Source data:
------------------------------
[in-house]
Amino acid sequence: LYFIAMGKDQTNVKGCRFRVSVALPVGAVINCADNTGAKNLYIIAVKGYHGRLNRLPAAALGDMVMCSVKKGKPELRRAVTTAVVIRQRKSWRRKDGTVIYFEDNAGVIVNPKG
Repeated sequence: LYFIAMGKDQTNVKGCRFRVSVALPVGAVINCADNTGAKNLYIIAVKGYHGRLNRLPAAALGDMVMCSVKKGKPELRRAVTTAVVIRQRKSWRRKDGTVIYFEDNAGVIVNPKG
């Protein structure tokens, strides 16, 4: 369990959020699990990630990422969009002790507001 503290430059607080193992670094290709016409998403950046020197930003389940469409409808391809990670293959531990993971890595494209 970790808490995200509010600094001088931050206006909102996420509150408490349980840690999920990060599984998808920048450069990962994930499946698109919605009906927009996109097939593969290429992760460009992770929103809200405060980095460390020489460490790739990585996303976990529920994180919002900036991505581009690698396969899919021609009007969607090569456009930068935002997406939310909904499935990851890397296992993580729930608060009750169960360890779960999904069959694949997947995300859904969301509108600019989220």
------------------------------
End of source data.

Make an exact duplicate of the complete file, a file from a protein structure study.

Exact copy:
[in-house]
Amino acid sequence: LYFIAMGKDQTNVKGCRFRVSVALPVGAVINCADNTGAKNLYIIAVKGYHGRLNRLPAAALGDMVMCSVKKGKPELRRAVTTAVVIRQRKSWRRKDGTVIYFEDNAGVIVNPKG
Repeated sequence: LYFIAMGKDQTNVKGCRFRVSVALPVGAVINCADNTGAKNLYIIAVKGYHGRLNRLPAAALGDMVMCSVKKGKPELRRAVTTAVVIRQRKSWRRKDGTVIYFEDNAGVIVNPKG
């Protein structure tokens, strides 16, 4: 369990959020699990990630990422969009002790507001 503290430059607080193992670094290709016409998403950046020197930003389940469409409808391809990670293959531990993971890595494209 970790808490995200509010600094001088931050206006909102996420509150408490349980840690999920990060599984998808920048450069990962994930499946698109919605009906927009996109097939593969290429992760460009992770929103809200405060980095460390020489460490790739990585996303976990529920994180919002900036991505581009690698396969899919021609009007969607090569456009930068935002997406939310909904499935990851890397296992993580729930608060009750169960360890779960999904069959694949997947995300859904969301509108600019989220």